How can a Computer cause Back Pain?

A survey released by the National Institute for Occupational Safety and Health (NIOSH) showed that approximately 20 percent of computer workers have musculoskeletal disorders.

Computer vision syndrome (CVS) can be define as “complex of eye and vision problems related to near work that are experienced during or related to computer use.” And this condition most often occurs when the viewing demand of the task exceeds the visual abilities of the computer user. The symptoms can vary but mostly include eyestrain, headaches, blurred vision (distance or near), dry and irritated eyes, slow refocusing, neck and backache, light sensitivity, double vision, and color distortion.
It is most often said that “the eyes lead the body.”

Nature has made our visual system so dominant that we alter our body posture to accommodate any deficiency in the way we see.

In many office situations where the vision of a worker is compromised and they must adapt their posture to ease the strain on the visual system. If an older worker is using single vision reading glasses, which are designed for a 16-inch viewing distance, they must lean in toward a screen that may be 20 to 25 inches away in order to clear the image. If the same worker is using traditional bifocals, which are designed to see the near object in the lower visual field, they must tilt their head backward and lean forward to put the viewing section of the lens into proper position to see the screen. If a computer worker is most often viewing hard copy that is off to one side, they might need to keep moving their head back and forth to view the screen alternatively with the hard copy. This will also lead to neck discomfort. They will continually alternate their viewing gaze between the keyboard and the screen using head movements, which can cause neck and shoulder fatigue.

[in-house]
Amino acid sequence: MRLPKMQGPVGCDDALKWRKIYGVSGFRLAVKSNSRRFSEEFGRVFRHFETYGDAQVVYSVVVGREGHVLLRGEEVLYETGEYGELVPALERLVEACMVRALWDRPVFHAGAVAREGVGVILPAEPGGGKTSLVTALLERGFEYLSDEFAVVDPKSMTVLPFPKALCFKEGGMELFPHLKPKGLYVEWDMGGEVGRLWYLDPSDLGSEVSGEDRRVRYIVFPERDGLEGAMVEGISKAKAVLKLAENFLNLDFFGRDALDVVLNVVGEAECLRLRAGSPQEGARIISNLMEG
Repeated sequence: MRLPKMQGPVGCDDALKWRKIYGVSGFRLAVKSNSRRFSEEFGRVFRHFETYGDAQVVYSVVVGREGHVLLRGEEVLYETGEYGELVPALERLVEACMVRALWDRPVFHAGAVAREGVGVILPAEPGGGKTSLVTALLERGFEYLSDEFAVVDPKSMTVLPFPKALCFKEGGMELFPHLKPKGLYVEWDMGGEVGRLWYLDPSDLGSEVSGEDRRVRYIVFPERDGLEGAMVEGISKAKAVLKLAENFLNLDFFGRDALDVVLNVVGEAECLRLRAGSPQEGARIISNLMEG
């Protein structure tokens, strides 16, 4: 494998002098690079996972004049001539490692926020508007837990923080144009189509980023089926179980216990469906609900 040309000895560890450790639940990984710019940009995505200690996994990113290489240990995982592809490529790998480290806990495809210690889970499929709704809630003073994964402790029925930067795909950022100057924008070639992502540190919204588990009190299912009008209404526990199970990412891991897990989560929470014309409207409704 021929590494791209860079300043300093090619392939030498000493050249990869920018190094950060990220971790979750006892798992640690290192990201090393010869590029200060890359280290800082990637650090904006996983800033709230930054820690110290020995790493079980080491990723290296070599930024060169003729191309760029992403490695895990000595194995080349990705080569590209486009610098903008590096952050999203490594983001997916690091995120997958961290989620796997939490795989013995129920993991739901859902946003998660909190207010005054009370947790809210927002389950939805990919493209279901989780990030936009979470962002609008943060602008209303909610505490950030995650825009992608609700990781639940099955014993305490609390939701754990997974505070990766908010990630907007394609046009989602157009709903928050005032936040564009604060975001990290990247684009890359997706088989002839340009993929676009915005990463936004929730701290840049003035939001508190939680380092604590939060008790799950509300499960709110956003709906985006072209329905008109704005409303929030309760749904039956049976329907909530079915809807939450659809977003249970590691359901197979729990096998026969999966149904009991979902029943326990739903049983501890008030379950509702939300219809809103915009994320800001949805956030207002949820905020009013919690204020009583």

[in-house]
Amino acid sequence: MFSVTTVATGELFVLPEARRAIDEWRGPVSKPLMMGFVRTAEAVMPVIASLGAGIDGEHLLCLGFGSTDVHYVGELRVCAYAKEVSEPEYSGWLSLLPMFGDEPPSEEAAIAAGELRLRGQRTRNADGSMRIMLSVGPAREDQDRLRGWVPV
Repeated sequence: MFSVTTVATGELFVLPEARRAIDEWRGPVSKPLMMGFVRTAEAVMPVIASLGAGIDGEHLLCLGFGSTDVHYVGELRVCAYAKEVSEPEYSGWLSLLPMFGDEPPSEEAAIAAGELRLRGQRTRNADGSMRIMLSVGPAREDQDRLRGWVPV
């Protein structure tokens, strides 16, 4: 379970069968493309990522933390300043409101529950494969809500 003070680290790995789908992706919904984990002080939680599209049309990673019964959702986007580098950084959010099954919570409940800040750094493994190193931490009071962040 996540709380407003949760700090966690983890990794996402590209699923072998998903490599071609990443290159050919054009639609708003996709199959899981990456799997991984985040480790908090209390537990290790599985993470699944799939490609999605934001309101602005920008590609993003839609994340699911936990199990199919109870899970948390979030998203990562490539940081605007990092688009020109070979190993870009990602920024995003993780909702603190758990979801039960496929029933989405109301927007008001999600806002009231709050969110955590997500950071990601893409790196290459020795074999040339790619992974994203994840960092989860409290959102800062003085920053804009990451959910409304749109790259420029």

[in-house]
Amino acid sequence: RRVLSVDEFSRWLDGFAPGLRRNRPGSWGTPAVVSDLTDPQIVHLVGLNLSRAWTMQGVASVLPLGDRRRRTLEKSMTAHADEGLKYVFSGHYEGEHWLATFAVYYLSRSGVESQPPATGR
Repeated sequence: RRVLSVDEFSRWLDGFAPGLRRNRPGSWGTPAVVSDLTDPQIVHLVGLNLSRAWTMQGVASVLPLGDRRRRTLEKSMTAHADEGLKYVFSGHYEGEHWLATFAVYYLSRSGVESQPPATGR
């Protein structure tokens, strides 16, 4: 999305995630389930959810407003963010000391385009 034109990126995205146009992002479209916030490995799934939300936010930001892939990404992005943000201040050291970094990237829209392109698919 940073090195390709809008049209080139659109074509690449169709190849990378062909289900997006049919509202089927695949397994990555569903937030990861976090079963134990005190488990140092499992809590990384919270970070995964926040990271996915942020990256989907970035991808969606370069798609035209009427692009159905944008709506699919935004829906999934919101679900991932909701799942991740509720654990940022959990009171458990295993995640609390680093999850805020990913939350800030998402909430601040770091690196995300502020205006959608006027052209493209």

These and many other situations are all too common in the office environment and cause excessive postural accommodations that lead to the symptoms of neck and back discomfort. Researchers found that doing computer work for three hours contributed not only to eye muscle fatigue but also muscle pain in the head, neck and upper back regions. One of the main reasons for these problems is the setup of the workstation - most often the position of the monitor. All too frequently the monitor is placed either on top of the Central Processing Unit (CPU) or on a monitor stand. This places the screen in a position where the user must look either straight ahead or actually upward in their gaze.